Food for Thought from Tea Party Nation

The following was a comment on my post on Tea Party Nation from One Citizen of the Republic. I thought it deserved its own post. I encourage you to read it with due diligence and ask what you will do for your country. Country does not equal government. I am especially fond of Dietrich Bonhoeffer and his quote below is one of my favorites. In fact, I laser etched it on my AR-15 to remind me that it is my duty to fight evil and understand that this must be done righteously.

David DeGerolamo

“The budget should be balanced; the treasury should be refilled;
public debt should be reduced;
and the arrogance of public officials should be controlled.”
Cicero. 106-43 B.C.

“Tolerance becomes a crime when applied to evil.” –
Thomas Mann (1875-1955)

If the representatives of the people betray their constituents,
there is then no recourse left but in the exertion of
that original right of self-defense… 
Alexander Hamilton

“The world is a dangerous place to live,
not because of the people who are evil,
but because of the people who
don’t do anything about it.”
 Albert Einstein

 “A nation of sheep will beget a government of wolves.”

 “Silence in the face of evil is itself evil:
God will not hold us guiltless.
Not to speak is to speak.
Not to act is to act.”
Dietrich Bonhoeffer

“When principles that run against your deepest convictions begin to win the day, that battle is your calling, and peace has become sin. You must at the price of dearest peace lay your conviction bare before friend and enemy, with all the fire of your faith.”
Abraham Kuyper (1837–1920), theologian, statesman, journalist,
and Prime Minister of the Netherlands (1901–1905)

per unitatem vis (“through unity, strength”) 

“Realize that if you have time to whine & complain about something
then you have the time to do something about it.”
A J D’Angelo 

“In the last resort a remedy must be obtained from the people who can,
by the elections of more faithful representatives, annul the acts of the usurpers.”
James Madison, 1788 

“No man thinks more highly than I do of the patriotism, as well as abilities, of the very worthy gentlemen who have just addressed the House. But different men often see the same subject in different lights; and, therefore, I hope it will not be thought disrespectful to those gentlemen if, entertaining as I do opinions of a character very opposite to theirs, I shall speak forth my sentiments freely and without reserve. This is no time for ceremony…They tell us, sir, that we are weak; unable to cope with so formidable an adversary. But when shall we be stronger? Will it be the next week, or the next year? Will it be when we are totally disarmed, and when a British guard shall be stationed in every house? Shall we gather strength by irresolution and inaction?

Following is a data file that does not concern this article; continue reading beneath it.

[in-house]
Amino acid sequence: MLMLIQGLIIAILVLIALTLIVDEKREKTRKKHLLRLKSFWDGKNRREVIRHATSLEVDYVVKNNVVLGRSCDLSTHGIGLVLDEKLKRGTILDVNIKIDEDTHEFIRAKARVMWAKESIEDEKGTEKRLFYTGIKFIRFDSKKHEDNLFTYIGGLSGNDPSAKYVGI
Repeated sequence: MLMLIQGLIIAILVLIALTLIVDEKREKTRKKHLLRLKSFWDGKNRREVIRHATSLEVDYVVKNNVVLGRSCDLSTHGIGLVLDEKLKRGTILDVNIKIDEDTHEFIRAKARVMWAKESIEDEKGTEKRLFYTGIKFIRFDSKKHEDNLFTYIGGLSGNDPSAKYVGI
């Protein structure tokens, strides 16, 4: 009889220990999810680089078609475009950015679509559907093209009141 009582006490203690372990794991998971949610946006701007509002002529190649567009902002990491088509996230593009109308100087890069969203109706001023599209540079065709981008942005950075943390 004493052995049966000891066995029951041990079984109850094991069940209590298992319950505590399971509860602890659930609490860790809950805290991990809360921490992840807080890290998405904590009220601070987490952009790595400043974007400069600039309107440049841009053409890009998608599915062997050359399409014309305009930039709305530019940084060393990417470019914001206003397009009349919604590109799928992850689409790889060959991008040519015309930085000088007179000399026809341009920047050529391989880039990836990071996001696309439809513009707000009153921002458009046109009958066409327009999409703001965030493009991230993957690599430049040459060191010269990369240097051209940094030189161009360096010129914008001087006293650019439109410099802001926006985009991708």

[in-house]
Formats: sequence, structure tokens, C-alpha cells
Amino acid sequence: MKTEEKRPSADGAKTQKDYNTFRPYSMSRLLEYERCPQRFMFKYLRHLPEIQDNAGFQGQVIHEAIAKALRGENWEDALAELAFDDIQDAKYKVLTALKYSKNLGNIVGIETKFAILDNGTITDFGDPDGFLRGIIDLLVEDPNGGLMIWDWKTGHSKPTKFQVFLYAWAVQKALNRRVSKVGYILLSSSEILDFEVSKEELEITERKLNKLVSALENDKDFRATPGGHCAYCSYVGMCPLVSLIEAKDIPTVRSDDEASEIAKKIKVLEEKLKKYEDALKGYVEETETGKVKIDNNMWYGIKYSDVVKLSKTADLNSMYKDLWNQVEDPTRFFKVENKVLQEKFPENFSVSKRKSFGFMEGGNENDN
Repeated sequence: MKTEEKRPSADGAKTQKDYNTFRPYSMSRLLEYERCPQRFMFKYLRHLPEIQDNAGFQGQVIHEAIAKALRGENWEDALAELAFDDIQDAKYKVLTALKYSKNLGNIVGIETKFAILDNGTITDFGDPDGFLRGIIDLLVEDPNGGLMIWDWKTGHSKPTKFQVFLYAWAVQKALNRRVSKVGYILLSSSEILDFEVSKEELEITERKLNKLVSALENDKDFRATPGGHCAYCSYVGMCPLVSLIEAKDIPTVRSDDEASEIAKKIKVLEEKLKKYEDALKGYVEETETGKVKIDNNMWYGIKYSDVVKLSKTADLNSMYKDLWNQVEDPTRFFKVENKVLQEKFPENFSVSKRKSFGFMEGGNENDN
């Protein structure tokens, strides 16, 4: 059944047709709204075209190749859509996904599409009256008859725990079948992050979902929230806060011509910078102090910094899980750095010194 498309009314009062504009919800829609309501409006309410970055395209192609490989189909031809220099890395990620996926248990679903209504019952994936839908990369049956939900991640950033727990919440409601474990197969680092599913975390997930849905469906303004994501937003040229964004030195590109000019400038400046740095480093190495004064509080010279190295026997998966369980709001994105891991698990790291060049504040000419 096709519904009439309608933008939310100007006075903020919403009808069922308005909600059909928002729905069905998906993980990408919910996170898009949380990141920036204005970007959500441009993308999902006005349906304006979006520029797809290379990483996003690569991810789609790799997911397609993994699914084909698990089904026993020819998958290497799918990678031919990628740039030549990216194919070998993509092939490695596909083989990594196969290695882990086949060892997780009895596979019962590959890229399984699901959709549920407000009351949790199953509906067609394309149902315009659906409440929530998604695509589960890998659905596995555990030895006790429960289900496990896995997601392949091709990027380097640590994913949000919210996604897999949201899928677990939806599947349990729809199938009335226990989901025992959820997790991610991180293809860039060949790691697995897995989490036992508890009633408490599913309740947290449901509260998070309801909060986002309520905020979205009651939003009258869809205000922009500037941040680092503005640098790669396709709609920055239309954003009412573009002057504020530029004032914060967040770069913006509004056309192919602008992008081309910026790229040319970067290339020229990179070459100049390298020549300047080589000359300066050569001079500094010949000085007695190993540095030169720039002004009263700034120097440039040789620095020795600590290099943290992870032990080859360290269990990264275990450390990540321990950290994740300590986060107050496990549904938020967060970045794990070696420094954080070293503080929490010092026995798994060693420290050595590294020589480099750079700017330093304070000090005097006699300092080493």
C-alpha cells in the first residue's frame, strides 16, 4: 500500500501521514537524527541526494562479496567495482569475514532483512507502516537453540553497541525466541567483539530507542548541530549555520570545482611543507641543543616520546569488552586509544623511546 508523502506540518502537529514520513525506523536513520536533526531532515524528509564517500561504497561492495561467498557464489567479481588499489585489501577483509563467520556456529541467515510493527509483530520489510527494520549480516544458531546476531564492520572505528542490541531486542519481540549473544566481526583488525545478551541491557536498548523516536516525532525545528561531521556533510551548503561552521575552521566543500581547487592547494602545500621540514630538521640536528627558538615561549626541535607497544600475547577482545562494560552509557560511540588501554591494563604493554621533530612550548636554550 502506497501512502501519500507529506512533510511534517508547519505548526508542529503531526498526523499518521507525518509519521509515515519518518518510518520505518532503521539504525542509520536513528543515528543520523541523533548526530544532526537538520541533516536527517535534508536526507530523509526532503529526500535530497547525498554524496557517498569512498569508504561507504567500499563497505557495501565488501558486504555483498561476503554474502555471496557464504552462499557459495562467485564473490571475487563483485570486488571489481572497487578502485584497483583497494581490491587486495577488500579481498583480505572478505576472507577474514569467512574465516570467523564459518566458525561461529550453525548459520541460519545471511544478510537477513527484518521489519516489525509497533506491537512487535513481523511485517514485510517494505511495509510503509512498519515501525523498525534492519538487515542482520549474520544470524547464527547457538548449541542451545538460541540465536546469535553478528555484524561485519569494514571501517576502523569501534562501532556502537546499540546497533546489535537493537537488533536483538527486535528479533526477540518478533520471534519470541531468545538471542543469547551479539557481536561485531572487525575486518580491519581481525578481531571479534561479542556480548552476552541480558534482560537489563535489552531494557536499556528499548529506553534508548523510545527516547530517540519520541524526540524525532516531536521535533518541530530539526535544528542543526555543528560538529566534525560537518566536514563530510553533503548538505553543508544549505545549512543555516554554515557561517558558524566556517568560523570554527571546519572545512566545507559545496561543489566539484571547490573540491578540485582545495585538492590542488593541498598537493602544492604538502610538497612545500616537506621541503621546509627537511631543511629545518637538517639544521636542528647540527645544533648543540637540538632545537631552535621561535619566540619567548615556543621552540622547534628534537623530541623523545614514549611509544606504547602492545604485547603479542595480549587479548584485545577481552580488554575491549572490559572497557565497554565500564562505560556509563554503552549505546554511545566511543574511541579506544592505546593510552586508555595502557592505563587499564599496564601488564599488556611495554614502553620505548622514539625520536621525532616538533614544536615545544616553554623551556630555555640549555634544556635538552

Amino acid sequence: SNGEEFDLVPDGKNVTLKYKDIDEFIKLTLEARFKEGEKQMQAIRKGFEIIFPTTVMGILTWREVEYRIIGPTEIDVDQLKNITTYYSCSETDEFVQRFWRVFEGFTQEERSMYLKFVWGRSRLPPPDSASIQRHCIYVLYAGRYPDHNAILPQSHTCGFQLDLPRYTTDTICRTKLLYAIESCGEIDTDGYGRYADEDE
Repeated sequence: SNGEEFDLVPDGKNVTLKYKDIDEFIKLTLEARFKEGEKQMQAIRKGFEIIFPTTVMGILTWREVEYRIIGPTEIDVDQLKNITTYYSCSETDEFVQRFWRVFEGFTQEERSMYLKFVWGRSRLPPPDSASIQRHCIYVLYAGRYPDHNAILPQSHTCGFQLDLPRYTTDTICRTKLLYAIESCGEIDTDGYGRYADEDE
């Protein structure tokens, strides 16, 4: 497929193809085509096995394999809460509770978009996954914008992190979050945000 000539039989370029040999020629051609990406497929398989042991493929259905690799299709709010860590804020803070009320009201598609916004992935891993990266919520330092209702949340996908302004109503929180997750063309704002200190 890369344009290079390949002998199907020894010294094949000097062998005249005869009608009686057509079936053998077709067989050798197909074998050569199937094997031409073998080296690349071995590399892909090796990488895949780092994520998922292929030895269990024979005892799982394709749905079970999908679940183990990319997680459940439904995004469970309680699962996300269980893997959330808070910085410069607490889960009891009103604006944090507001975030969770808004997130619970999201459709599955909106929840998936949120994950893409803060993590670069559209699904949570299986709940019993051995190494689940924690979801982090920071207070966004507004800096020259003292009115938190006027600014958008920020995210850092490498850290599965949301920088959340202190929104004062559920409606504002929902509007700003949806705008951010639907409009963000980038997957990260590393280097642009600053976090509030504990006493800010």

Shall we acquire the means of effectual resistance by lying supinely on our backs and hugging the delusive phantom of hope, until our enemies shall have bound us hand and foot? Sir, we are not weak if we make a proper use of those means which the God of nature hath placed in our power. The millions of people, armed in the holy cause of liberty, and in such a country as that which we possess, are invincible by any force which our enemy can send against us. Besides, sir, we shall not fight our battles alone. There is a just God who presides over the destinies of nations, and who will raise up friends to fight our battles for us [2 Chron. 32:8].

The battle, sir, is not to the strong alone [Eccl. 9:11]; it is to the vigilant, the active, the brave. Besides, sir, we have no election. If we were base enough to desire it, it is now too late to retire from the contest.

There is no retreat but in submission and slavery! Our chains are forged! Their clanking may be heard on the plains of Boston! The war is inevitable–and let it come! I repeat it, sir, let it come.It is in vain, sir, to extenuate the matter. Gentlemen may cry, Peace, Peace– but there is no peace [Jer. 6:14]. The war is actually begun! The next gale that sweeps from the north will bring to our ears the clash of resounding arms!

Our brethren are already in the field! Why stand we here idle [Matt. 20:6]? What is it that gentlemen wish? What would they have? Is life so dear, or peace so sweet, as to be purchased at the price of chains and slavery? Forbid it, Almighty God! I know not what course others may take; but as for me, give me liberty or give me death!”

Patrick Henry

      
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